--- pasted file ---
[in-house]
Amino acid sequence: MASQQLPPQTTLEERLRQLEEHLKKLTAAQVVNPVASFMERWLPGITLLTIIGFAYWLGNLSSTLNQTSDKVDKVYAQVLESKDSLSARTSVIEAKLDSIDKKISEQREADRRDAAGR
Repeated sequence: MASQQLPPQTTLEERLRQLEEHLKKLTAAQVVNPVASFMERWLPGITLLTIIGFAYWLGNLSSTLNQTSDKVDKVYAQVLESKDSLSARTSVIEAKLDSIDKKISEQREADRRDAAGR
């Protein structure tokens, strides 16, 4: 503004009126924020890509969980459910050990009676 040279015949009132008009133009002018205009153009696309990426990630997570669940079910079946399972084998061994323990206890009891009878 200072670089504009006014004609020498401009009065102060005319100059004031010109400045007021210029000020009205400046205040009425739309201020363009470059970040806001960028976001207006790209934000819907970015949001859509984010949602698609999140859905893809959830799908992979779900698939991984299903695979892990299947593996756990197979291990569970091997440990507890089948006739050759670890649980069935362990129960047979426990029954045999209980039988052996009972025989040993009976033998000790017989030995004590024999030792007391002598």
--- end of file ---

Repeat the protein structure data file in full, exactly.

[in-house]
Amino acid sequence: MASQQLPPQTTLEERLRQLEEHLKKLTAAQVVNPVASFMERWLPGITLLTIIGFAYWLGNLSSTLNQTSDKVDKVYAQVLESKDSLSARTSVIEAKLDSIDKKISEQREADRRDAAGR
Repeated sequence: MASQQLPPQTTLEERLRQLEEHLKKLTAAQVVNPVASFMERWLPGITLLTIIGFAYWLGNLSSTLNQTSDKVDKVYAQVLESKDSLSARTSVIEAKLDSIDKKISEQREADRRDAAGR
């Protein structure tokens, strides 16, 4: 503004009126924020890509969980459910050990009676 040279015949009132008009133009002018205009153009696309990426990630997570669940079910079946399972084998061994323990206890009891009878 200072670089504009006014004609020498401009009065102060005319100059004031010109400045007021210029000020009205400046205040009425739309201020363009470059970040806001960028976001207006790209934000819907970015949001859509984010949602698609999140859905893809959830799908992979779900698939991984299903695979892990299947593996756990197979291990569970091997440990507890089948006739050759670890649980069935362990129960047979426990029954045999209980039988052996009972025989040993009976033998000790017989030995004590024999030792007391002598």